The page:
Dr Jonathan McAllister is one of the GPs providing primary care for patients detained at a UK Immigration Removal Centre at Heathrow.
His wide-ranging experience includes having worked in community general practice, treating people with drug and alcohol dependencies, as well working as a GP in prisons. But this new role presented professional challenges he’s never encountered before.
“What we see in the immigration removal centre is the most vulnerable people who've had a very challenging few years. These are often people who have been tortured, trafficked, or been victims of modern slavery.
One of the first things I say to them is ‘Has something bad happened to you in the past, either in your own country, on your journey here, or while you've been in the UK?’ That allows us to explore which traumatic experiences have affected their mental health. And of course, people may have significant physical injuries from torture, trafficking, or slavery.”
Many consultations need to be conducted with a translator, usually over the phone. So putting traumatised people at ease and encouraging them to open up requires using all the communication skills GPs develop.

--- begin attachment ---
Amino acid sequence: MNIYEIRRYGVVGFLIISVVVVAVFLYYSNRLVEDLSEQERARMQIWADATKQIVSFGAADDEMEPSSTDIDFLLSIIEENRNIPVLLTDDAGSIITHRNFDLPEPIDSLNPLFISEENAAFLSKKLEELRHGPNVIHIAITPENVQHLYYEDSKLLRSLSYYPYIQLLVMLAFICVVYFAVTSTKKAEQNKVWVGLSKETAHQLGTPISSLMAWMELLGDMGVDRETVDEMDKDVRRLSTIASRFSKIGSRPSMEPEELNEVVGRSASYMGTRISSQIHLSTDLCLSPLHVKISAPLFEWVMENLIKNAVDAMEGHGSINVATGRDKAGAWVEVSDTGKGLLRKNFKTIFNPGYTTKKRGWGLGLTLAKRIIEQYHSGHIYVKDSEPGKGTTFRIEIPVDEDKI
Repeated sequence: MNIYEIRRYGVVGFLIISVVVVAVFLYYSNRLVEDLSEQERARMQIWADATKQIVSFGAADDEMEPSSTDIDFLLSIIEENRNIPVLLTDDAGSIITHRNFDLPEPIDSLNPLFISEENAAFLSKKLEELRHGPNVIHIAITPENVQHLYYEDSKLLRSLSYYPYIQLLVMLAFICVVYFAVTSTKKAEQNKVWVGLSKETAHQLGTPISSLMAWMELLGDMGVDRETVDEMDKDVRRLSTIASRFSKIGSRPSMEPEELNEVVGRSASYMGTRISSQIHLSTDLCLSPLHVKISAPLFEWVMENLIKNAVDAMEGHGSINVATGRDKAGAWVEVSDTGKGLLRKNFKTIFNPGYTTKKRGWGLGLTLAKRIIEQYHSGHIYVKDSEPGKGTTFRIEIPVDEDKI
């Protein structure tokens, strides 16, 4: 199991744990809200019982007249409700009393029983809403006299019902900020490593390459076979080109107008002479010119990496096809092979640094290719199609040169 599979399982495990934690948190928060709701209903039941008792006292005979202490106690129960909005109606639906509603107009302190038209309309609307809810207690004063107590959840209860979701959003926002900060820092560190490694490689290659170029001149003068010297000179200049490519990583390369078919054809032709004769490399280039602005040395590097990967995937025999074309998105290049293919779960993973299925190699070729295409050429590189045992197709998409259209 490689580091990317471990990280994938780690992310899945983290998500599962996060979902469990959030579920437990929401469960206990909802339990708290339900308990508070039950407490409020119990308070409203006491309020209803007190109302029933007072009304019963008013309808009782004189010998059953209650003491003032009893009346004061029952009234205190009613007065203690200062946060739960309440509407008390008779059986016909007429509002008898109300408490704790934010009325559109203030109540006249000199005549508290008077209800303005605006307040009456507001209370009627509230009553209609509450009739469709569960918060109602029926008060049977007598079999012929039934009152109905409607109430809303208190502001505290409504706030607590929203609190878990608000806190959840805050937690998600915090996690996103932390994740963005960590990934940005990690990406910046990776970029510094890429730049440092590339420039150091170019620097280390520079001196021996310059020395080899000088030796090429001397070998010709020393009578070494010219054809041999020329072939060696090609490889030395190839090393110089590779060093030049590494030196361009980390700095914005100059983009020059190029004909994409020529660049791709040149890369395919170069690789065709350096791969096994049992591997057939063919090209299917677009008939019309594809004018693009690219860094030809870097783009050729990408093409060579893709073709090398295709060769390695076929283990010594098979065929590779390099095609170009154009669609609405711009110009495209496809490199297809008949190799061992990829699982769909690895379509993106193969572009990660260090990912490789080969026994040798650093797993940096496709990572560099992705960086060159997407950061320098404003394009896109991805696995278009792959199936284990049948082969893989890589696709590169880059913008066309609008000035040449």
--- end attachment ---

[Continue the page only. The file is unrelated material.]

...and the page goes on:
“The way patients knock and walk into the room, how they sit down, how they interact, eye contact – all those non-verbal cues become very important.”
Many people assume Dr McAllister works for the government. In fact, he is employed by Practice Plus Group and contracted by NHS England. He always makes sure his patients know that – and that their health is his priority.
“It’s not easy. But I go home and think, ‘Wow. It’s a privilege to hear those stories, hear people tell you what has happened to them, and how they've survived.’”
GPs in the centres can learn much as part of a multidisciplinary team that includes primary care, mental health and substance misuse nurses, psychiatrists, psychologists, physios, dentists, opticians and more. For example, many patients will show symptoms of PTSD, but GPs are able to take advantage of a comprehensive wraparound service to support them in providing the right care.
“Our job is to offer the best care we can inside the centre. If we feel that isn’t appropriate for the patient, we have a legal duty to raise our concerns to the Home Office and recommend that a patient be better cared for in the community or in another setting. These are potentially life-changing decisions. And I think that's what makes being an IRC doctor more challenging, complex, and more worthwhile.”
Practice Plus Group has opportunities nationwide for GPs interested in working within immigration removal centres and prisons. At the end of the day, as Dr McAllister says, “You can go home knowing you really made a difference.”
See current vacancies at apply.practiceplusgroup.com.